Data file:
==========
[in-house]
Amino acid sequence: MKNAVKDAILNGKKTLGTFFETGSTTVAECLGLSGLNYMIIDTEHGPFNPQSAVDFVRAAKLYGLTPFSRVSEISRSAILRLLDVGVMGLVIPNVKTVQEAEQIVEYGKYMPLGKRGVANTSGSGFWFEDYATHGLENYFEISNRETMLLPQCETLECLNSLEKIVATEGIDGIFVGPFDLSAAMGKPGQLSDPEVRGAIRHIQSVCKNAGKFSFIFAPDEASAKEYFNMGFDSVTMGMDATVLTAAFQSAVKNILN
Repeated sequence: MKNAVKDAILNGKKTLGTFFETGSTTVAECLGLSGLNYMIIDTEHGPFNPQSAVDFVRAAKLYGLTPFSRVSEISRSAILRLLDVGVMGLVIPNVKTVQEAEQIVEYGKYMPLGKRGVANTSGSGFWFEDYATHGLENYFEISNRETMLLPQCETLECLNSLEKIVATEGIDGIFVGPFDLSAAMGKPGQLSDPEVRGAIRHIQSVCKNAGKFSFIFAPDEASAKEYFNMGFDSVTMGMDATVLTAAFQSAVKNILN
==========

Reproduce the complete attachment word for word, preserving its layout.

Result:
[in-house]
Amino acid sequence: MKNAVKDAILNGKKTLGTFFETGSTTVAECLGLSGLNYMIIDTEHGPFNPQSAVDFVRAAKLYGLTPFSRVSEISRSAILRLLDVGVMGLVIPNVKTVQEAEQIVEYGKYMPLGKRGVANTSGSGFWFEDYATHGLENYFEISNRETMLLPQCETLECLNSLEKIVATEGIDGIFVGPFDLSAAMGKPGQLSDPEVRGAIRHIQSVCKNAGKFSFIFAPDEASAKEYFNMGFDSVTMGMDATVLTAAFQSAVKNILN
Repeated sequence: MKNAVKDAILNGKKTLGTFFETGSTTVAECLGLSGLNYMIIDTEHGPFNPQSAVDFVRAAKLYGLTPFSRVSEISRSAILRLLDVGVMGLVIPNVKTVQEAEQIVEYGKYMPLGKRGVANTSGSGFWFEDYATHGLENYFEISNRETMLLPQCETLECLNSLEKIVATEGIDGIFVGPFDLSAAMGKPGQLSDPEVRGAIRHIQSVCKNAGKFSFIFAPDEASAKEYFNMGFDSVTMGMDATVLTAAFQSAVKNILN